DISTRICT 1 SUPERVISOR CANDIDATES DUEL IT OUT

 

 

Crocker and Smith are evenly matched

 

A small, intimate crowd gathered Monday evening as they

 

 

watched Tulare County District 1 Supervisor candidates Kuyler Crocker and Dennis Smith duel it out at the candidate forum at the Lindsay Community Theater.

 

The forum was hosted by the Kiwanis Club of Lindsay and was moderated by legendary Fresno Bee reporter George Hostetter.

 

Crocker, who embodied the image of a businessman, felt right at home in his native town as he confidently walked on stage.

 

The 29-year-old energy advisor for PG&E said that he not only believes in giving back to the communities of Tulare County, but also helping communities continue to flourish, something he feels can be done by increasing public safety, creating more jobs, and fixing the county’s water problem.

 

“As a fifth-generation farmer in Tulare County I believe that I have the knowledge and skill sets needed to tackle the tough issues that are facing Tulare County,” Crocker said. “I also believe that my knowledge of business and energy efficiency that I have gained through working at PG&E has given me an advantage to understanding what businesses need to be competitive in a world market that requires goods and services throughout our world.”

 

Smith, who took on a more western cowboy look, is a Fresno native, who was raised on the east side of Visalia. He said he believes his 39 years of business experience, which he gained from running National Builders Supply, a door shop in Farmersville that he co-founded and co-owns, has given him the skills necessary to be a proficient District 1 supervisor.

 

“After 39 years of running your own business you have not only the knowledge, but the experience of running that business and the experience of dealing with bureaucrats and new regulations being applied to your business yearly, and the additional cost that that incurs,” Smith said. “At 64 years old I still have enough energy to keep me going for 10 to 12 hours a day at the job site and I think that I can serve the citizens of Tulare County.”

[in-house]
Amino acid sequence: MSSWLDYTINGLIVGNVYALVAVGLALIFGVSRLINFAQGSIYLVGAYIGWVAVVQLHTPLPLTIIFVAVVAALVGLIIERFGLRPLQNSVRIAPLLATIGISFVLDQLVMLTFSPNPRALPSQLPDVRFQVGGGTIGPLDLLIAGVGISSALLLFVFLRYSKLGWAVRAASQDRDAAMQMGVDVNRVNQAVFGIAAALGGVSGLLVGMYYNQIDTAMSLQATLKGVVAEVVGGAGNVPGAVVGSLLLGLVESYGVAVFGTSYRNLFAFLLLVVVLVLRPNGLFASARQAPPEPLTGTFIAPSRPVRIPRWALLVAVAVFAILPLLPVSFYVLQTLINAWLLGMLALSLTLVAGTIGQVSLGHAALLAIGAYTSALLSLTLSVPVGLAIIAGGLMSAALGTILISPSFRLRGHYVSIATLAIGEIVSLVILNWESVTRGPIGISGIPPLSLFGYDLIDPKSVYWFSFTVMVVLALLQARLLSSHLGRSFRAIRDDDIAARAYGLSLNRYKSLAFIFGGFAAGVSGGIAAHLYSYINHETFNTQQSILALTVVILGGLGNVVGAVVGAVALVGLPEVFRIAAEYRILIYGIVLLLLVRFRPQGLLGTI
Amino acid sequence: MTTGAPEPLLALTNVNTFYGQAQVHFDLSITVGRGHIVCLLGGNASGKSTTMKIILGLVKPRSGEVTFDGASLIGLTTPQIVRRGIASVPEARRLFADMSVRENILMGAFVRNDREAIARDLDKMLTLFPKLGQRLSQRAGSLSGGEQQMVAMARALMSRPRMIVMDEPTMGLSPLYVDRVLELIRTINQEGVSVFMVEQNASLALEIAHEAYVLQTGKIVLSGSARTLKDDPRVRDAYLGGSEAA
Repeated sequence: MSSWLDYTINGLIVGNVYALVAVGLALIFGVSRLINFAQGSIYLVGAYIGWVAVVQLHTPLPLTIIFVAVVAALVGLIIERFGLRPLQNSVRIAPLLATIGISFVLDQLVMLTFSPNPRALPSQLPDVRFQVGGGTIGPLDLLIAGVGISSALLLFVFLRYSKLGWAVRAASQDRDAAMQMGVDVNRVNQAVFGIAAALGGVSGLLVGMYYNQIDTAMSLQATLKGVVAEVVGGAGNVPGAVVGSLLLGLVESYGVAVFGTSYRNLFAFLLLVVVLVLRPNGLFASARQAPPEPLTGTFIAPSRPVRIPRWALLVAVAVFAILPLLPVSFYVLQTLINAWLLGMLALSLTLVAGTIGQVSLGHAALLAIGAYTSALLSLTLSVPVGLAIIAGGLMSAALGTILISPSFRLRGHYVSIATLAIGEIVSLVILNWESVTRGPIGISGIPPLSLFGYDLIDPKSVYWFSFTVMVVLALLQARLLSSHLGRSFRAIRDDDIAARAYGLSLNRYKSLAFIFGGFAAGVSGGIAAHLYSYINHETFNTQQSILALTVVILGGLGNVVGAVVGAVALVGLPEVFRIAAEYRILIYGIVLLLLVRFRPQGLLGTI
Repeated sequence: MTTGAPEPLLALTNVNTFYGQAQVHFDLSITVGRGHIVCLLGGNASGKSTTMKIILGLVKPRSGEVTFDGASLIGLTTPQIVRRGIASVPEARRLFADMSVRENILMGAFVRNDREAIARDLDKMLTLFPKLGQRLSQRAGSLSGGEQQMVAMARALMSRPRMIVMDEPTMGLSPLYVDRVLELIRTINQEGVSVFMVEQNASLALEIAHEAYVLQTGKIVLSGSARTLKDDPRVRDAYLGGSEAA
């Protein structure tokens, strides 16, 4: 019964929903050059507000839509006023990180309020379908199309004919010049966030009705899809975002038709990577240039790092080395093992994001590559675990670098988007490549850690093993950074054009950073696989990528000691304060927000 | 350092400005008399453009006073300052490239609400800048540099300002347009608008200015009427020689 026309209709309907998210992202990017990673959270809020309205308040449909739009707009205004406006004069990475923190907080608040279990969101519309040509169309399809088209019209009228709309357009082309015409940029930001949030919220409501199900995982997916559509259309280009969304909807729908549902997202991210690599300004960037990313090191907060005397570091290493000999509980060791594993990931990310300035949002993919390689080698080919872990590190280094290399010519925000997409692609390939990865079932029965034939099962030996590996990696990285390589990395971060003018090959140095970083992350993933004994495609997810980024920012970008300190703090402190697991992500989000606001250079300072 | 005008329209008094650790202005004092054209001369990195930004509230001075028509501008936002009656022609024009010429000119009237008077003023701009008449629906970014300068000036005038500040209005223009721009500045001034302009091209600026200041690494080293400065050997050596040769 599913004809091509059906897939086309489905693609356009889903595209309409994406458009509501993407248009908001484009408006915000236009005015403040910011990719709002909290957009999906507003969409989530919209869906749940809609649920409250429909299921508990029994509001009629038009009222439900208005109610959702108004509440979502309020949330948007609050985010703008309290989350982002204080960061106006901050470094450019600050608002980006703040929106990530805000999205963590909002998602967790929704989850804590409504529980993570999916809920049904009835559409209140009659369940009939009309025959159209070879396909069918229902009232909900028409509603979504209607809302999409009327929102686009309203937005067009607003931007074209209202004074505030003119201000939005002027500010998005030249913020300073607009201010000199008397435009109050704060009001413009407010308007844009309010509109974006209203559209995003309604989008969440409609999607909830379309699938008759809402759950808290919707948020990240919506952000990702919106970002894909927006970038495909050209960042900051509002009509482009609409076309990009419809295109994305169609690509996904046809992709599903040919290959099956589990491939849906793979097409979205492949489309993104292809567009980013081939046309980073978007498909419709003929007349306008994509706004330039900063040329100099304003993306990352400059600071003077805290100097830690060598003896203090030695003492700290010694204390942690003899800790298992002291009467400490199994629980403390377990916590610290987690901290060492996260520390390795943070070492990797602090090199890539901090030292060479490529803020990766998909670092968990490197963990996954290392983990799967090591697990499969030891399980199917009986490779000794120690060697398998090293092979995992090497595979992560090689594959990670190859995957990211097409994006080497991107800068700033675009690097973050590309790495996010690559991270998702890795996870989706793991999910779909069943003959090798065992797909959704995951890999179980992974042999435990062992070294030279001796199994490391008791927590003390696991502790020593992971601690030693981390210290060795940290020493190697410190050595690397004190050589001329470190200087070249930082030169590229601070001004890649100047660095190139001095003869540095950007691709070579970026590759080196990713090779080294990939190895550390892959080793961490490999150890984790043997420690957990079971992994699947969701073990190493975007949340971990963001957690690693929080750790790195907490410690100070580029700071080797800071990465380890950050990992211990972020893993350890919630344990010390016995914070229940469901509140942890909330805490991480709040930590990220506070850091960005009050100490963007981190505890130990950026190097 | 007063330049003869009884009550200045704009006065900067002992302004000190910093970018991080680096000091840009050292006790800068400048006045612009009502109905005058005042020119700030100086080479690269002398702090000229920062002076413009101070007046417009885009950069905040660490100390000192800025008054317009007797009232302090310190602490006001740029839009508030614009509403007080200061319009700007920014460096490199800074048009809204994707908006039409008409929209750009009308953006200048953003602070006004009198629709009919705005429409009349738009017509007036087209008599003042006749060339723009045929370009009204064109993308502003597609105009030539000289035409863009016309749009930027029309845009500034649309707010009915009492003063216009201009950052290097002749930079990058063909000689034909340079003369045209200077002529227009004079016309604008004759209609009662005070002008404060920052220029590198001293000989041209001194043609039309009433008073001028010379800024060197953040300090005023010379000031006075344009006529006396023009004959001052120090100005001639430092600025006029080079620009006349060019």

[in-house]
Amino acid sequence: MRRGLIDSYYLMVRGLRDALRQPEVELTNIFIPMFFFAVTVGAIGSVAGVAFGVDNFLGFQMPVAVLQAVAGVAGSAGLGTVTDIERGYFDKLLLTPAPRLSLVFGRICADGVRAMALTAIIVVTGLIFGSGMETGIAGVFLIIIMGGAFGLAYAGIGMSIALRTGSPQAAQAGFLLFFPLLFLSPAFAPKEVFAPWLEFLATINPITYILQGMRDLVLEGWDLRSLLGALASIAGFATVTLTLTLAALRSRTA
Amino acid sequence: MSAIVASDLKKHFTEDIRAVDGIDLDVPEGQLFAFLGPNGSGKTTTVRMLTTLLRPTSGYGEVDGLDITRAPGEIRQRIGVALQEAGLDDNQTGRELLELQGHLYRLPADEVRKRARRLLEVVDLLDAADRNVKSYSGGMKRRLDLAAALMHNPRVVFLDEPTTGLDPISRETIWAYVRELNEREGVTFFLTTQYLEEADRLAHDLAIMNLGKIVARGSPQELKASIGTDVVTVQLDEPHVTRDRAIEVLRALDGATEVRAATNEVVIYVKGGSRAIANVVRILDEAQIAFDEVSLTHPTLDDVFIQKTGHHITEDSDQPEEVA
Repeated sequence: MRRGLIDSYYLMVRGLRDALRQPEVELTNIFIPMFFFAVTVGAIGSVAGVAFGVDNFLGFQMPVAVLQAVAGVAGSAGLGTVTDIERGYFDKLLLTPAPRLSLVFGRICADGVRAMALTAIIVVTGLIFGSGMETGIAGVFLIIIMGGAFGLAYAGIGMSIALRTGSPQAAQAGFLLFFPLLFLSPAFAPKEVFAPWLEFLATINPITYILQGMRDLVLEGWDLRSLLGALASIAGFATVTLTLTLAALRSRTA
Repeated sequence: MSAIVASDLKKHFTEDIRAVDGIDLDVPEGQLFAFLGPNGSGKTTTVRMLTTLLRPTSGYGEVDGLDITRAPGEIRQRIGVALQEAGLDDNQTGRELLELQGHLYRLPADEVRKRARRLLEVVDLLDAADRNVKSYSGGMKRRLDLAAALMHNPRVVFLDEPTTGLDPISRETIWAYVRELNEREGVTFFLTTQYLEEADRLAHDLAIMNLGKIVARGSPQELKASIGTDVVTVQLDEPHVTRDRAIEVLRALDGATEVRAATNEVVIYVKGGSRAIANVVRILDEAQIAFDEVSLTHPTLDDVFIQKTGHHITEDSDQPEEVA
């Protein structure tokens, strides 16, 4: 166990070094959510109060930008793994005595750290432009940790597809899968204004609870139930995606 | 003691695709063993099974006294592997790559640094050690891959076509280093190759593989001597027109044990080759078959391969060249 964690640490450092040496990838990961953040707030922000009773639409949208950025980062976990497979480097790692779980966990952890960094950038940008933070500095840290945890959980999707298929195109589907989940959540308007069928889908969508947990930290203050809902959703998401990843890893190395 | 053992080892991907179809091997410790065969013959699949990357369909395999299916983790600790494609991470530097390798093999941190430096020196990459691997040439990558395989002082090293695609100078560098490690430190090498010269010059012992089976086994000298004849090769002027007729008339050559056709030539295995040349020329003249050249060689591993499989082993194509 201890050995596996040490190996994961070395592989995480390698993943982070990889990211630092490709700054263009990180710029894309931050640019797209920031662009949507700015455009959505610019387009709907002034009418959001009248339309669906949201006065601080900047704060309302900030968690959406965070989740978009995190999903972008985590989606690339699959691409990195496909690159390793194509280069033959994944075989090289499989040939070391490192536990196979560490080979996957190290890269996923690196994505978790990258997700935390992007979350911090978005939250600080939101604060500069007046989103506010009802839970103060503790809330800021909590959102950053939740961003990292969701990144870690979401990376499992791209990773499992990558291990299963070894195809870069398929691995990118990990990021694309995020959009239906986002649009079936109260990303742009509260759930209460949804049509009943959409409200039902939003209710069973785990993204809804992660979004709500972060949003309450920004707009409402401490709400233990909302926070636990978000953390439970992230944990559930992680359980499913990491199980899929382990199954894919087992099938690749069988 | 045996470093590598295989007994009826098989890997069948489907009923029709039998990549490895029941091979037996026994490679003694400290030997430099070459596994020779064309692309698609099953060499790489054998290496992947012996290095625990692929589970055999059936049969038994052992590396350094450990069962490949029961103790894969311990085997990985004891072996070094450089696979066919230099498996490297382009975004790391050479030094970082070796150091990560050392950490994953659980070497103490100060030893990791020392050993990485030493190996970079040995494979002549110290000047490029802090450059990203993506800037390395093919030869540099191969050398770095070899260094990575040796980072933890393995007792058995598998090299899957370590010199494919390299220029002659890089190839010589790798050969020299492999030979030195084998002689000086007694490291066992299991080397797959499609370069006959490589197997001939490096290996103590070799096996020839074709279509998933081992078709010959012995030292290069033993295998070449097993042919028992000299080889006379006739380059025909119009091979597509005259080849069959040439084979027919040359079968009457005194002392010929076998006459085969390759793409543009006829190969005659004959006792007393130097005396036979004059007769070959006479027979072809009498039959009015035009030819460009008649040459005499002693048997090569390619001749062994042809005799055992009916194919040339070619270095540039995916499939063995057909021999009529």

From his grandmother being robbed at gunpoint at the Walmart parking lot to being a victim of crime himself, Crocker said increasing public safety personnel is something he feels is not only necessary, but critical if Tulare County wants to continue moving forward.

 

“This is something that I take very seriously as far as our public safety and making sure that we can live and do our work and farm and send our kids to school without having to worry about the threat of a thug assaulting us,” Crocker said. “I am proud to have the support and endorsement of former Sheriff Bill Wittman who agrees that we’ve got to tackle our gang issues that are happening throughout Tulare County.”

 

Crocker added that in addition to putting more people in jail, the county needs to also establish more preventive measures.

 

Among all the other issues affecting Tulare County residents, Smith said he believes water is the most important.

 

“We are dealing with water being the top priority because without water on our property our farms are going to dry up and blow away, and we will be bankrupt,” Smith said. “So water is going to be the single, biggest issue I would certainly hope of not only the Tulare County government, but all of the county governments that are in the rural areas.”